"As treatment content and adherence were not assessed, it is not known whether CBT or GET conformed to existing protocols or whether activity management provided content consistent with CBT or GET principles."

    "NHS specialist CFS/ME services in England follow National Institute for Health and Clinical Excellence (NICE) guidelines, offering CBT or GET, or components of CBT or GET alone or with activity management and sleep management.3 For severely affected patients, the guidelines recommend an activity management programme that draws on the principles of CBT and GET."
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  15. Bob

    Bob

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    After further thinking, I think I got some details incorrect in my earlier post. I've deleted the erroneous details.
    I now think that they were possibly correct to say that NHS treatments were moderately effective for Chalder fatigue.
    It would be correct if there was no significant difference between NHS treatment and CBT+SMC or GET+SMC in the PACE trial.

    Although, as the paper says:
    "The lack of patient-level treatment data and a non-intervention group does not allow us to compare treatments or to determine whether observed improvements were due to the interventions themselves."

    Here's a comparison of the improvements...

    NOD Chalder fatigue: -6.8

    PACE Chalder fatigue:
    SMC 4.5
    CBT 3.4
    GET 3.2
    CBT+SMC 7.4
    GET+SMC 7.6
  16. Bob

    Bob

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    Yes, unfortunately he's made a mistake there, hasn't he.
    I wonder if he got confused from the way the graphs are laid out online.
    I've just been looking at Table 4, and I got confused because, at the top it says: "Treatment outcome in adults with chronic fatigue syndrome...", but that's the title of the paper, not the Table.
    http://qjmed.oxfordjournals.org/content/early/2013/03/28/qjmed.hct061/T4.expansion.html
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  17. Firestormm

    Firestormm Guest

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    Thanks. And we also don't know if each clinic, and each therapist/whoever, was following the same approach either I presume? I mean it's unlikely it was a la PACE i.e. from out of a manual, is it? Given that clinics are meant to be personalising etc. Also I am unclear about the way in which data was collected (other than presumed use of questionnaires). NOD/Clinical settings like to use 'personal goal-setting' as a means of measuring success - but it's not clear if this was part of the study here: probably not. Which is a shame in a way - although again hard to generalise and everyone's goals are different and as you are able to change your goals should the initial ones prove irrelevant etc. I like the idea of NOD but it's only really going to work with a standardised treatment package: which is not something patient want.
  18. Bob

    Bob

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  19. Bob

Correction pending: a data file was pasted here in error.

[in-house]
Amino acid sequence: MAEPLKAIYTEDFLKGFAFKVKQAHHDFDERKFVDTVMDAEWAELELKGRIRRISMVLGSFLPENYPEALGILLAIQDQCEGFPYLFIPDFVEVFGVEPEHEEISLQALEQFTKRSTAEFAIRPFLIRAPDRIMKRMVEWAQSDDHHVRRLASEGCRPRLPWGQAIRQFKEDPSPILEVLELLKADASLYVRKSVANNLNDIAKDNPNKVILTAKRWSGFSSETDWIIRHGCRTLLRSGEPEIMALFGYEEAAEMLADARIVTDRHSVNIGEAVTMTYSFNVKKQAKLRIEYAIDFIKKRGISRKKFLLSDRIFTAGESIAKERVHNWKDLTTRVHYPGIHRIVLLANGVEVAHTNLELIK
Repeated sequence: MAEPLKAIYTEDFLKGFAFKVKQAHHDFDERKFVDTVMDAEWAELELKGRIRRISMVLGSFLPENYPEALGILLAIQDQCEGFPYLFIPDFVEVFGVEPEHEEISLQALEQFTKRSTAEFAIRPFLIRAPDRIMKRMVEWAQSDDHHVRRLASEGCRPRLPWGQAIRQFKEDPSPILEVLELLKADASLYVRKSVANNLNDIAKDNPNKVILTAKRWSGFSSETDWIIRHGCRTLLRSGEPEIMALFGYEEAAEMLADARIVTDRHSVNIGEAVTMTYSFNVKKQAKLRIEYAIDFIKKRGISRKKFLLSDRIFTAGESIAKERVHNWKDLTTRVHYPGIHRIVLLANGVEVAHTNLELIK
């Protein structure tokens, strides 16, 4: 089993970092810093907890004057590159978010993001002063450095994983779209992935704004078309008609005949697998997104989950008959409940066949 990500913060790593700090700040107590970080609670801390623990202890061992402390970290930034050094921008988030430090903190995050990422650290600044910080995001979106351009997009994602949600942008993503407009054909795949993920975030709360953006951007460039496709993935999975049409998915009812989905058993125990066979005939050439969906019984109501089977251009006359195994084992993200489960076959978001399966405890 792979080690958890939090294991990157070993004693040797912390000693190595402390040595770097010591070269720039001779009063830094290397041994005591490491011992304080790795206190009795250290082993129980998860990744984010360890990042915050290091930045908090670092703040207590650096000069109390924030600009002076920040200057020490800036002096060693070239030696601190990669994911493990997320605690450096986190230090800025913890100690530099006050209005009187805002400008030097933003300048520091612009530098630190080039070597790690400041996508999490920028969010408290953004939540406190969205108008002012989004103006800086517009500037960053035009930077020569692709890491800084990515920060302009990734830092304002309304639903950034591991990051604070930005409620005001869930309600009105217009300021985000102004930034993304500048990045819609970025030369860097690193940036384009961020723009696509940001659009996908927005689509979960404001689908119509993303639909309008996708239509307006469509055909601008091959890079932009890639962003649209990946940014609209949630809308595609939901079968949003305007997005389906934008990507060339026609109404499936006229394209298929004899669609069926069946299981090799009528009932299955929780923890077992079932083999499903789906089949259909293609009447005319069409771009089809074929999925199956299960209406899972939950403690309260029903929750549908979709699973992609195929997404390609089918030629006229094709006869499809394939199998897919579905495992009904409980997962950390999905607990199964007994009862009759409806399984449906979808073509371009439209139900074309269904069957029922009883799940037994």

Bob

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    An authors' correction note has been published.
    It doesn't change anything substantial or the conclusions....
    Just a few details...

    Authors' Correction Note:
    http://www.ncbi.nlm.nih.gov/pmc/articles/PMC3870018/

    PDF:
    http://www.ncbi.nlm.nih.gov/pmc/articles/PMC3870018/pdf/hct122.pdf


    Below, I'll post the original text, in relation to correction no. 2, and what they now say it should have read, as I understand it:

    The original text was as follows:
    "About 74% (620 of 834) of patients had a decreased Chalder Fatigue score at follow-up and 64% (534 of 834) had improved by >2 points (our definition of a clinically useful improvement). In contrast, only 50% (416 of 834) of patients had an increased SF-36 physical function score at follow-up and only 16% (131 of 834) had improved by >22 points. In total, 14% (120 of 834) had clinically useful improvements on both scales."

    And I think it should have read as follows:
    "About 74% (620 of 834) of patients had a decreased Chalder Fatigue score at follow-up and 64% (534 of 834) had improved by >2 points (our definition of a clinically useful improvement). In contrast, only 50% (416 of 834) of patients had an increased SF-36 physical function score at follow-up and only 29% (### of 834) had improved by >11 points. In total, 25% (### of 834) had clinically useful improvements on both scales."
    Last edited: Feb 18, 2014
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  20. Bob

    Bob

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    An interesting thought that I've just had...
    If there was no significant overall improvement in physical function, and yet 50% of patients had an increased SF-36 PF score, then this must surely mean that up to 50% experienced a deterioration? But perhaps not quite this high if there was some (non-significant) improvement in overall physical function. This is quite damning, and surely puts to rest any claims that CBT/GET are not harmful. And it supports the results of the patient surveys. I don't recall any discussion of deterioration in the paper (but no surprise there!)